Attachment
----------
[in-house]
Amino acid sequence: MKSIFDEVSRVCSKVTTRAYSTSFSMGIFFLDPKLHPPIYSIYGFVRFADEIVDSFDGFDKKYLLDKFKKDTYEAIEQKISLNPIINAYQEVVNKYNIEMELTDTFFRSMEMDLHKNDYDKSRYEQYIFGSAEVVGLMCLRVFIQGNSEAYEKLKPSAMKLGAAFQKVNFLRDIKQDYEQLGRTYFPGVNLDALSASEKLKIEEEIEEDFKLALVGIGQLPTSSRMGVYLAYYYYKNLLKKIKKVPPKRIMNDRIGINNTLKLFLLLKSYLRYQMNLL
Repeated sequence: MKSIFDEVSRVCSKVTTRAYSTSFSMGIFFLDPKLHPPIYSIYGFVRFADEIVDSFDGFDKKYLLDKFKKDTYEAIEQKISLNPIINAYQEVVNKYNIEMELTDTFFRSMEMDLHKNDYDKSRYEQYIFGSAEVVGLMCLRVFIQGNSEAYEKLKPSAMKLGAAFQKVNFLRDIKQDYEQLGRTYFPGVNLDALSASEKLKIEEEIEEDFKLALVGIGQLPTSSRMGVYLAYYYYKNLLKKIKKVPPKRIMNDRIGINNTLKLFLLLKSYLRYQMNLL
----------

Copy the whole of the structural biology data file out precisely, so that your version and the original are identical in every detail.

[in-house]
Amino acid sequence: MKSIFDEVSRVCSKVTTRAYSTSFSMGIFFLDPKLHPPIYSIYGFVRFADEIVDSFDGFDKKYLLDKFKKDTYEAIEQKISLNPIINAYQEVVNKYNIEMELTDTFFRSMEMDLHKNDYDKSRYEQYIFGSAEVVGLMCLRVFIQGNSEAYEKLKPSAMKLGAAFQKVNFLRDIKQDYEQLGRTYFPGVNLDALSASEKLKIEEEIEEDFKLALVGIGQLPTSSRMGVYLAYYYYKNLLKKIKKVPPKRIMNDRIGINNTLKLFLLLKSYLRYQMNLL
Repeated sequence: MKSIFDEVSRVCSKVTTRAYSTSFSMGIFFLDPKLHPPIYSIYGFVRFADEIVDSFDGFDKKYLLDKFKKDTYEAIEQKISLNPIINAYQEVVNKYNIEMELTDTFFRSMEMDLHKNDYDKSRYEQYIFGSAEVVGLMCLRVFIQGNSEAYEKLKPSAMKLGAAFQKVNFLRDIKQDYEQLGRTYFPGVNLDALSASEKLKIEEEIEEDFKLALVGIGQLPTSSRMGVYLAYYYYKNLLKKIKKVPPKRIMNDRIGINNTLKLFLLLKSYLRYQMNLL